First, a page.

Zillah Eisenstein

My writings, thoughts, and activism.

Decoding the Sonia S. Hearings

Decoding the Sonia S. Hearings
Zillah Eisenstein
Professor of Politics
Ithaca College
July 19, 2009
Author of the forthcoming: The Audacity of Races and Genders, A personal and global
story of the Obama Election, Zed Press, and Palgrave, 2009. See: http://www.ithaca.edu/zillah
for a listing of her many books and political activism.
The confirmation hearings of Sonia S. were orchestrated as political
gamesmanship. Everyone watching was expected to accept the evasive and coded
language. Senators of the judiciary committee kept speaking as though race is Black or
Brown or Latina, but never white. They challenged Sotomayor on her views about race
and most often kept her gender, all together irrelevant and silent. Maybe the issue of
gender is too tied to whiteness for them; as though gender is about white women, and
therefore had no “standing” in this instance.
The Senate judiciary hearings were not really meant to be about Sonia Sotomayor
the person, or the judge. As a consequence the proceedings revealed more about how
some white men remain racially ignorant and arrogant than about what Sonia S. thinks
about the major issues of these times. These Senators assume their privileged site of
(white) power is “objective”, rational, and not empathetically compromised. They
posture and presume that law demands rationality and fairness and that means that a
“Latina woman” is compromised if she embraces this heritage and identity. Sonia S. is
asked to promise to act like white men, supposedly act. And, Sonia S. quietly gave a
nod in this direction.
I loved the controversial statement by Sotomayor: that a “Latina woman” will
make better decisions, have more nuanced and complex consciousness, than a white man.
Similar to most “rational” people, I knew she probably did not mean “better”, but rather a
more “complex” more “inclusive” vision. She repeatedly said that she did not mean that
this “Latina-woman’s” stance was automatic, or inherent, but was a probability. I
thought it was great that she had said all this. Yet, these white men would not let such a
statement stand.
I was disappointed to hear Sonia S. backtrack from this important position and
apologize for her words in the last day of the hearings. She said she did not mean what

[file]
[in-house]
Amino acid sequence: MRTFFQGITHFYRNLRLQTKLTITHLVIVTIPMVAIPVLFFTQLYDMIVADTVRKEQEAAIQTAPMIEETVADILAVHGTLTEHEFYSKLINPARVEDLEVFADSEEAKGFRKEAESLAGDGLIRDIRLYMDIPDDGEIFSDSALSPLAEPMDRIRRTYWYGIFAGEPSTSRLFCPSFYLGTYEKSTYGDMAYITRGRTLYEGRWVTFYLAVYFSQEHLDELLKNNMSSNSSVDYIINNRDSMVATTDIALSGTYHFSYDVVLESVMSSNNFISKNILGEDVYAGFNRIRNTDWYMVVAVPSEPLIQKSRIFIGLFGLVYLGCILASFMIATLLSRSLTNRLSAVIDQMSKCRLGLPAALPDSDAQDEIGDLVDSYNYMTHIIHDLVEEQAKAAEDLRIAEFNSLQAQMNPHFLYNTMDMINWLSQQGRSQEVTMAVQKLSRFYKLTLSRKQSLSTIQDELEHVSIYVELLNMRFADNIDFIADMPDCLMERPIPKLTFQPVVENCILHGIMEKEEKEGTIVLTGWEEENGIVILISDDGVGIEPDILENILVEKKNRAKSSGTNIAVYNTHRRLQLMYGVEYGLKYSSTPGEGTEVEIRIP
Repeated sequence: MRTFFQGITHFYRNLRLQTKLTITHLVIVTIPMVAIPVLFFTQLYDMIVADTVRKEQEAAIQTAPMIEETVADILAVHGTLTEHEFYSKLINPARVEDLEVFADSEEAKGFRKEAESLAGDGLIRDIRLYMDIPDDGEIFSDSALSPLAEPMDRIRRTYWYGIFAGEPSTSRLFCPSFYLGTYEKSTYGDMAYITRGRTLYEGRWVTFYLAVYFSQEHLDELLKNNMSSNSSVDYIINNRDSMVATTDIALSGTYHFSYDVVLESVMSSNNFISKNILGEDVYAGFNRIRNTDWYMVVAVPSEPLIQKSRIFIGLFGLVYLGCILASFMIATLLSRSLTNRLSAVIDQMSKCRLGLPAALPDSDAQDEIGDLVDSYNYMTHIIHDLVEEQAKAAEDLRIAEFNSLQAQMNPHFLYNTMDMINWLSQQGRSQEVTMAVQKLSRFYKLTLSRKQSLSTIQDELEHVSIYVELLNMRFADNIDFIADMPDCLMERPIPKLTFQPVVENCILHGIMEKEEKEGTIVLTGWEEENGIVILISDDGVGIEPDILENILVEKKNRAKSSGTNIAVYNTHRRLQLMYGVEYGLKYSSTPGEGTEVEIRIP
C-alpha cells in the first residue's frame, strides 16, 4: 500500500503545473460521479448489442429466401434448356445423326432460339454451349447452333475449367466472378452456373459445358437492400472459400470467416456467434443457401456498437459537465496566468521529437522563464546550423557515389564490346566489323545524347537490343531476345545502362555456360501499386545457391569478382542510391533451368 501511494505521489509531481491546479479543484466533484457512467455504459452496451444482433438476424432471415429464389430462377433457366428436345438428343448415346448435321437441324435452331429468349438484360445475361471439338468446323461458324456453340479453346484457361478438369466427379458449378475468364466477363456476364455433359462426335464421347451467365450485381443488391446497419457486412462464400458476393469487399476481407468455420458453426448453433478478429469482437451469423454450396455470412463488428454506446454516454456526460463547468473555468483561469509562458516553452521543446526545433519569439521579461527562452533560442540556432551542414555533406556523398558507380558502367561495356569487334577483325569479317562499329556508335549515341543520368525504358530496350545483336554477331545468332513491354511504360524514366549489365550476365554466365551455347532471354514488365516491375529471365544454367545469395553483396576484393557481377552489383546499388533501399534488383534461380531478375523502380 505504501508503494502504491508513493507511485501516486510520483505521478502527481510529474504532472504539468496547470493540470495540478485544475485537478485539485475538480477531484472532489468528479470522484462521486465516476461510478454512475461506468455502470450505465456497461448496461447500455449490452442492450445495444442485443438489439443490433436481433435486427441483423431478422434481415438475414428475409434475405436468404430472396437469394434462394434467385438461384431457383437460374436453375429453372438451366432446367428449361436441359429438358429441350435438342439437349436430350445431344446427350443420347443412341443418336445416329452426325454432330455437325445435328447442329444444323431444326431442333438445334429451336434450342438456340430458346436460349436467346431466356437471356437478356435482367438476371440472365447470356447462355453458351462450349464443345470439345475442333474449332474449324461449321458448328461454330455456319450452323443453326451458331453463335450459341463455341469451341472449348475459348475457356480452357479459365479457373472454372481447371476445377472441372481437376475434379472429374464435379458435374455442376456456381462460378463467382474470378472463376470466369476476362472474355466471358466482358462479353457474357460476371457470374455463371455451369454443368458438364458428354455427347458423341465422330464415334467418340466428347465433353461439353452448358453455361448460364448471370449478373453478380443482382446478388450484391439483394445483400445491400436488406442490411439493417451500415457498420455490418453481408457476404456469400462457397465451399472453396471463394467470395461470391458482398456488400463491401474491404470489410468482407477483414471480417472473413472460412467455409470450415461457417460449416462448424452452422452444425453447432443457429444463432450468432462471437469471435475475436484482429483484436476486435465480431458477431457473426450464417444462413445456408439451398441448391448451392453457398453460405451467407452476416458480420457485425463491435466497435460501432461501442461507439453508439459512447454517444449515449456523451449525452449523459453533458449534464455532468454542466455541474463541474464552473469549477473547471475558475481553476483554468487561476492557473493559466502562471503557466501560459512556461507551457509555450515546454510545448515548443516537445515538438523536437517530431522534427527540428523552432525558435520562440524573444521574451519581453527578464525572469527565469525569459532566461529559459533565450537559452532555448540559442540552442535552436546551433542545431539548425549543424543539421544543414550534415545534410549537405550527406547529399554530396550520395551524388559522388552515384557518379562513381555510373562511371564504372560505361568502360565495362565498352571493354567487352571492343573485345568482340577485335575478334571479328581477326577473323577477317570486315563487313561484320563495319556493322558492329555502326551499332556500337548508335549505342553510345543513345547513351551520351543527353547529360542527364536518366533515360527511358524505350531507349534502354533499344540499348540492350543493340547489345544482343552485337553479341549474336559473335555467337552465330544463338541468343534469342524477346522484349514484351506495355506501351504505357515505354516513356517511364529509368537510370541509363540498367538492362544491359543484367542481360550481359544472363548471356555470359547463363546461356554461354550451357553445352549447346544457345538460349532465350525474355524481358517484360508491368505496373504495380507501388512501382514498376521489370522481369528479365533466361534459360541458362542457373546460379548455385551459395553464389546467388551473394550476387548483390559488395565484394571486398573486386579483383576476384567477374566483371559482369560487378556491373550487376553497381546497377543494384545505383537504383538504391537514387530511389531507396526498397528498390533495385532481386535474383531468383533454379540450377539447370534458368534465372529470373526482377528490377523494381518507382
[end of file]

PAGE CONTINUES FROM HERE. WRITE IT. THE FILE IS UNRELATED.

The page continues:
people were saying she meant. She said she meant to insult no one by her words, and
apologized for doing so. She said that her phrasing was “rhetorical flourish” that she now
regrets. She said that she had used these words while addressing girls and women, many
of whom were Latina, to inspire them.
I wish Sonia S. had tried to inspire the rest of the country and stood by her
statement and then explained her meaning more fully. I wish she had braved the moment
and clarified her thinking about power and its relationship to knowledge. I wish she had
said that from the site of power, one sees less because most powerful people do not look to see from other vantages than their own. In contrast, less powerful people have to look
beyond themselves because they must know what those more powerful than them
expect/demand from them.
One must look from more vantage points the less power one has, because success
and/or survival depend on this. One must know what the people with more power want so
one can try to do what is expected. There is a connection between power and knowledge:
the less power you have, the more knowledge you must discover and use. So a “Latina
woman” is usually ahead of the white man when it comes to seeing and understanding a
set of “facts”. She has had to learn how to see and know more to just get by, or to
The Senate hearings were a disappointment and troubling and not just because we
did not learn enough about Sonia S.’s legal thought. They were troubling because they
authorized a discourse of white male racial privilege in code: rationality and objectivity
must be chosen over empathy and compassion, which are too womanly, and not
lawyerlike enough. White racial and male privilege parade alongside each other here.
Sonia S.’s statement about a “Latina woman” does not deny the importance of
neutrality and objectivity but rather makes clear that neither are achievable without first
recognizing how individual experience and identity are present. If one is to achieve
justice one first must expose her own biases. Silenced identities that are hidden are the
ones that are dangerous; revealed and spoken identities can be held accountable.
Supposedly, in order to be considered worthy of the Court one must represent the
mainstream, which is code for status quo. But justices should not be of the mainstream.
They instead should be constantly examining and critiquing, especially that which is
understood as established and acceptable. This is not judicial activism, or radicalism, or
prejudice, but rather intellectual and ethical curiosity. And all kinds of people, from
outside the racial, gender, class, mainstream, are needed.
Sonia S. was said to be racist; while white men are assumed to be neutral. Before
the hearings right wing talk show hosts called her a bigot and racist. According to Rush
Limbaugh Sonia S. hates white men. Look at what she did to the white New Haven
firefighters? She judged that a test they took was unfair to Blacks and therefore an
inappropriate part of the vetting process.
Sonia S. will inevitably be confirmed as the next justice to the Supreme Court. It
would be so much more pleasing that she became the next justice without having to deny
her specific contribution as a Latina woman. This would herald an embrace of a diversity
that does not hide from the richness of our differences, nor silence the gender and racial
privilege that protects an exclusionary mainstream.

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